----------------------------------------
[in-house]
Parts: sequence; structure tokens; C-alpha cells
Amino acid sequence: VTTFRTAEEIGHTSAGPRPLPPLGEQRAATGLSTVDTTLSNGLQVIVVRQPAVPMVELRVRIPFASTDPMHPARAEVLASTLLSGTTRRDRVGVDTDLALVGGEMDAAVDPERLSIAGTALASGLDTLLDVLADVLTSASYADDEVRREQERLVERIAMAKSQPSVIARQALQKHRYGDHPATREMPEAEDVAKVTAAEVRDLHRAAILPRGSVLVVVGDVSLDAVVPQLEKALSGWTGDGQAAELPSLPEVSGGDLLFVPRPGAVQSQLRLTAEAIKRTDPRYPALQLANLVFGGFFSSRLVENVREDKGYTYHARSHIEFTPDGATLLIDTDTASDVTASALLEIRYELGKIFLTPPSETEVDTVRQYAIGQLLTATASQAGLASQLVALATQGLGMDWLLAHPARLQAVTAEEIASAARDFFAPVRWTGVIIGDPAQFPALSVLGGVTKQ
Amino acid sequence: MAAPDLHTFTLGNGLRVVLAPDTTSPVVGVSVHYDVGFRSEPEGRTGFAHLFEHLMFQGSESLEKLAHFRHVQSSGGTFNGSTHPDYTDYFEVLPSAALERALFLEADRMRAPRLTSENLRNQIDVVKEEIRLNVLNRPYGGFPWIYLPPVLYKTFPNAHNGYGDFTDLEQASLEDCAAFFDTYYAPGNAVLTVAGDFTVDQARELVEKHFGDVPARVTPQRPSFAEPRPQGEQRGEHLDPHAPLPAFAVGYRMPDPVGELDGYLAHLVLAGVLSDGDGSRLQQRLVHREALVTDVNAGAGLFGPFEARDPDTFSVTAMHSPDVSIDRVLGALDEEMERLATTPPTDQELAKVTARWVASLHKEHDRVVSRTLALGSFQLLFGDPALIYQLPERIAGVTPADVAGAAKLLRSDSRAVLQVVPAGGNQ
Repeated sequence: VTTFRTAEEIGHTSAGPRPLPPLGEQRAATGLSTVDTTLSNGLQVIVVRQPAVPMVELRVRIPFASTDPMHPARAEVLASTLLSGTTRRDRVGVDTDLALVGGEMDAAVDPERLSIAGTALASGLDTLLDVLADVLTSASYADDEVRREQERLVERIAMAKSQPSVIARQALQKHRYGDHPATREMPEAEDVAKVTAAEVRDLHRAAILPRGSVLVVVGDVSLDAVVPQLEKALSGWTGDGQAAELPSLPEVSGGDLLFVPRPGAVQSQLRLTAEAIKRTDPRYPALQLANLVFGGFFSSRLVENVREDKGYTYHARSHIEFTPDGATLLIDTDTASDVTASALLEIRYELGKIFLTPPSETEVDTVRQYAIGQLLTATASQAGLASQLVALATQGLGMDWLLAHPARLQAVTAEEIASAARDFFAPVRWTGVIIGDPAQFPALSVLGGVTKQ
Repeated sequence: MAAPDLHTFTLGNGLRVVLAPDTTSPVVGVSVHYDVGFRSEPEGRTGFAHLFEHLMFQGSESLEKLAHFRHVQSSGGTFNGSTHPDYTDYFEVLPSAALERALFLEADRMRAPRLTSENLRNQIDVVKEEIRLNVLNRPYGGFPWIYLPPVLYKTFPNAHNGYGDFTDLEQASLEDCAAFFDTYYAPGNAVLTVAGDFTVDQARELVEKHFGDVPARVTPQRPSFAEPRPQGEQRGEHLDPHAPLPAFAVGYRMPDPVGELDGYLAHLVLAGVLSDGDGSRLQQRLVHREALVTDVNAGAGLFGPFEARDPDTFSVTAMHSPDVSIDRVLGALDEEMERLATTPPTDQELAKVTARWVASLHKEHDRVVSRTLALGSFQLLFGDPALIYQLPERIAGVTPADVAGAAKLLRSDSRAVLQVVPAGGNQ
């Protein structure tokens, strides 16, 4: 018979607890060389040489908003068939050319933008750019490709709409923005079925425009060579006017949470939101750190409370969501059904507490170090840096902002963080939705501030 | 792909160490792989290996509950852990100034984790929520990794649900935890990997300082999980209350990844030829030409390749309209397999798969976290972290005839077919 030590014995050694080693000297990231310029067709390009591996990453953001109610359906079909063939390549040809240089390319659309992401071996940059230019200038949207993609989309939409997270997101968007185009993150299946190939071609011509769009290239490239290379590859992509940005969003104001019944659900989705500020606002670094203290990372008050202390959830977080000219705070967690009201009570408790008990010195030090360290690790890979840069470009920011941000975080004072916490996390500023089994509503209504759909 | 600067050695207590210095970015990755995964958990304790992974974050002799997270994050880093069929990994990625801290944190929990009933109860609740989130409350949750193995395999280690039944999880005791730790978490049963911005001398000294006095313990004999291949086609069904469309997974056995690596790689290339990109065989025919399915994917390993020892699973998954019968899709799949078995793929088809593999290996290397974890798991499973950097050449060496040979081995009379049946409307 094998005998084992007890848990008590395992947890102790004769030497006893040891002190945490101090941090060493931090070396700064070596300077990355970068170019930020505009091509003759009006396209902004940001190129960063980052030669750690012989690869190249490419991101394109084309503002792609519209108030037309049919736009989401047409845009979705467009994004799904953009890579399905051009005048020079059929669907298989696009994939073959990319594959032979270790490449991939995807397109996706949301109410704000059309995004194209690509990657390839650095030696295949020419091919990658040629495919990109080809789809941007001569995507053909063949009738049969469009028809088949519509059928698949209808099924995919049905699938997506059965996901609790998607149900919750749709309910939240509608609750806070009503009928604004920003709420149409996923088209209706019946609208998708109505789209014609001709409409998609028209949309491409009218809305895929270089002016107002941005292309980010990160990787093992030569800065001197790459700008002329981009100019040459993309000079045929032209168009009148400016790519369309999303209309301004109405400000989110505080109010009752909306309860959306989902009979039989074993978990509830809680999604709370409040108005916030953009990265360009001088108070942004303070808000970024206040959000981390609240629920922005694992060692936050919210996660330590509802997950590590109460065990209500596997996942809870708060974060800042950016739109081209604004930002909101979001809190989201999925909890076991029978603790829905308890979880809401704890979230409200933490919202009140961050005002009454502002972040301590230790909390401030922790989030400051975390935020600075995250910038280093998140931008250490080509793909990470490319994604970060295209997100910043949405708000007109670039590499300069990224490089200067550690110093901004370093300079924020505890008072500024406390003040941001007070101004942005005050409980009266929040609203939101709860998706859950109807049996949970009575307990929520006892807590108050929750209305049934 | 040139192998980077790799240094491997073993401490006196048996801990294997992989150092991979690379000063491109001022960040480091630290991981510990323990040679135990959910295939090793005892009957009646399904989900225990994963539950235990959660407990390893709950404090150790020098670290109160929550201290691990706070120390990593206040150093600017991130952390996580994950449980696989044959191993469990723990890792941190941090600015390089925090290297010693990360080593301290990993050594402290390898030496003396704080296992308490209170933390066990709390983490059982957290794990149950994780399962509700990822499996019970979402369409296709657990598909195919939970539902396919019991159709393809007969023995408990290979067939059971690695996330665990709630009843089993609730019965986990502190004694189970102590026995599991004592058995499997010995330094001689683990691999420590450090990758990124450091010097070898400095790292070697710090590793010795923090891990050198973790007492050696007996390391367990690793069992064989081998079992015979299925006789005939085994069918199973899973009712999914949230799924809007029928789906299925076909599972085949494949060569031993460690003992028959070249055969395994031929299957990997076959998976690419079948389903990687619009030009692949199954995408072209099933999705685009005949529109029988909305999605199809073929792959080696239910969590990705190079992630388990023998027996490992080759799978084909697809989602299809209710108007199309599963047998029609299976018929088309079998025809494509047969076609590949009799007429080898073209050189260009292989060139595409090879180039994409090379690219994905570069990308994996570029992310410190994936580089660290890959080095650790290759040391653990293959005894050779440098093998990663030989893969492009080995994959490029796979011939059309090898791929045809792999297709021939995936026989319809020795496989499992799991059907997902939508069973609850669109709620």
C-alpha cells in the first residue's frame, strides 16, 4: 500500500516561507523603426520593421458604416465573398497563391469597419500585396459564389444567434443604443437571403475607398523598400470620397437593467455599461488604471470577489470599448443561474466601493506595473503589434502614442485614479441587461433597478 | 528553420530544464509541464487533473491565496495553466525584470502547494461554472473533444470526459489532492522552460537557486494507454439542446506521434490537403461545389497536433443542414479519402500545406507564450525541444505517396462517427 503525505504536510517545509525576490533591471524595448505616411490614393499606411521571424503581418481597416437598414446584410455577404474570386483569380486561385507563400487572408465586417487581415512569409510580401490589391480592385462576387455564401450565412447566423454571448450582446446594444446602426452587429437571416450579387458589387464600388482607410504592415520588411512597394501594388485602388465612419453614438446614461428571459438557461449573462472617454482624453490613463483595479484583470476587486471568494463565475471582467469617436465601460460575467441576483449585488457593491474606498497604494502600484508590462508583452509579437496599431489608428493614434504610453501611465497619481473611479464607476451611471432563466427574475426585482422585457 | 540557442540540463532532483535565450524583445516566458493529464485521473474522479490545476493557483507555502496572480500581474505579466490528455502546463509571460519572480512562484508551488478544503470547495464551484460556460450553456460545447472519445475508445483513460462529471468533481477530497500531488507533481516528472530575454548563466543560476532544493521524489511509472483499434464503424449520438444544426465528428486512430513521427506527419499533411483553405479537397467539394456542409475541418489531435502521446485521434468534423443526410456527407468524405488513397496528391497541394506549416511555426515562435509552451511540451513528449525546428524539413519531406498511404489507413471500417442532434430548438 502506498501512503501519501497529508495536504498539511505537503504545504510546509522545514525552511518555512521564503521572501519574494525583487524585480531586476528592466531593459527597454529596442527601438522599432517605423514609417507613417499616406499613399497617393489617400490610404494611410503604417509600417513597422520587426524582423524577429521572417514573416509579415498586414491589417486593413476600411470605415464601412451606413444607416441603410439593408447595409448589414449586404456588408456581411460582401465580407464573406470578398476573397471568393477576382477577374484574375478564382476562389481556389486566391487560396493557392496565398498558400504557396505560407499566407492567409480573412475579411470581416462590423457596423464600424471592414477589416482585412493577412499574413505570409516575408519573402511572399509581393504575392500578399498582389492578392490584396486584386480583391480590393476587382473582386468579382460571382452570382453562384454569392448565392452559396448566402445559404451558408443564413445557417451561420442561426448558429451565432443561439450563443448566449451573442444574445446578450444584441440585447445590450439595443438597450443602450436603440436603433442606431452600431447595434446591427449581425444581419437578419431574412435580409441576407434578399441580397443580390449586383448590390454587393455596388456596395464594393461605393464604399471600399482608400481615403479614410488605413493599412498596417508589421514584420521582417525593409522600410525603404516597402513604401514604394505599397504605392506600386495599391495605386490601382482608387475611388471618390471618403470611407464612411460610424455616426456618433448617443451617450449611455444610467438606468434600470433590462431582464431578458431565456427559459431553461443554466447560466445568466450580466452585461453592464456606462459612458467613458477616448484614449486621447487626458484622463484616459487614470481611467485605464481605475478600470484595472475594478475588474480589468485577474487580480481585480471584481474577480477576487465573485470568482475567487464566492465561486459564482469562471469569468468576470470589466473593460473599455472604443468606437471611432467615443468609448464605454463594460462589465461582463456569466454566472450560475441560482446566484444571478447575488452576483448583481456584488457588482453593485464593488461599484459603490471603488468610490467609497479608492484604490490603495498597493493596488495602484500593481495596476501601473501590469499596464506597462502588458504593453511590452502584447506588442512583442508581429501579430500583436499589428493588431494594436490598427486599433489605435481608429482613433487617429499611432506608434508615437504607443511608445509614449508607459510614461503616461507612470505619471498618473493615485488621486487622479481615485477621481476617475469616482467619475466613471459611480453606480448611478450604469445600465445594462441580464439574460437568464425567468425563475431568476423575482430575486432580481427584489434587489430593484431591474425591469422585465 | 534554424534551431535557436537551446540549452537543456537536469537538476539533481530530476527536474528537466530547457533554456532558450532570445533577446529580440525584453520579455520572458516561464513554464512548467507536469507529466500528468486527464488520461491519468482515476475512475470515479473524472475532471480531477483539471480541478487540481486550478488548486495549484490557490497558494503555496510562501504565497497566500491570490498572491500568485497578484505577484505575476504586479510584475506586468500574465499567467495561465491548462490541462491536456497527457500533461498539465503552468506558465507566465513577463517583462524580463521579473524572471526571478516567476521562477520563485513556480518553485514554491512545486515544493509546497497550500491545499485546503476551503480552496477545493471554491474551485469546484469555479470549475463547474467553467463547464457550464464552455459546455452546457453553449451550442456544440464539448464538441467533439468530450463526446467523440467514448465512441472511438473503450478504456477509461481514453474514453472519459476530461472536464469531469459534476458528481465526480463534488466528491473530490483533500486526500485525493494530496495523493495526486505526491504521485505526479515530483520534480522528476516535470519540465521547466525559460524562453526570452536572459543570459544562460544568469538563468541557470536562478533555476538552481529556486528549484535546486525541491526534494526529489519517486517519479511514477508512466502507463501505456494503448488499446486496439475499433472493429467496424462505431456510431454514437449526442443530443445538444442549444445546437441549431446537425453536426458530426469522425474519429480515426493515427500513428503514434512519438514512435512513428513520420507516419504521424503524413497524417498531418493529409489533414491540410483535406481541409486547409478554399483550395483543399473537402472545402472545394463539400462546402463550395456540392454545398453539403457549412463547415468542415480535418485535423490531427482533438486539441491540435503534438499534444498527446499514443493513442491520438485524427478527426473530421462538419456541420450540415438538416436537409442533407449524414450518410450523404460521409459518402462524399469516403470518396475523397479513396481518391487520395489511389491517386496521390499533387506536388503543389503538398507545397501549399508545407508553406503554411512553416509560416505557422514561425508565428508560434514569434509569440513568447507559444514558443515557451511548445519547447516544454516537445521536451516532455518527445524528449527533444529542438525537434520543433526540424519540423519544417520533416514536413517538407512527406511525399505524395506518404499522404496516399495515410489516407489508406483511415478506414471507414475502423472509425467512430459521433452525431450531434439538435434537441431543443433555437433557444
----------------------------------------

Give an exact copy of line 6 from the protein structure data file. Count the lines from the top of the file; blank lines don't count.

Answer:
Repeated sequence: MAAPDLHTFTLGNGLRVVLAPDTTSPVVGVSVHYDVGFRSEPEGRTGFAHLFEHLMFQGSESLEKLAHFRHVQSSGGTFNGSTHPDYTDYFEVLPSAALERALFLEADRMRAPRLTSENLRNQIDVVKEEIRLNVLNRPYGGFPWIYLPPVLYKTFPNAHNGYGDFTDLEQASLEDCAAFFDTYYAPGNAVLTVAGDFTVDQARELVEKHFGDVPARVTPQRPSFAEPRPQGEQRGEHLDPHAPLPAFAVGYRMPDPVGELDGYLAHLVLAGVLSDGDGSRLQQRLVHREALVTDVNAGAGLFGPFEARDPDTFSVTAMHSPDVSIDRVLGALDEEMERLATTPPTDQELAKVTARWVASLHKEHDRVVSRTLALGSFQLLFGDPALIYQLPERIAGVTPADVAGAAKLLRSDSRAVLQVVPAGGNQ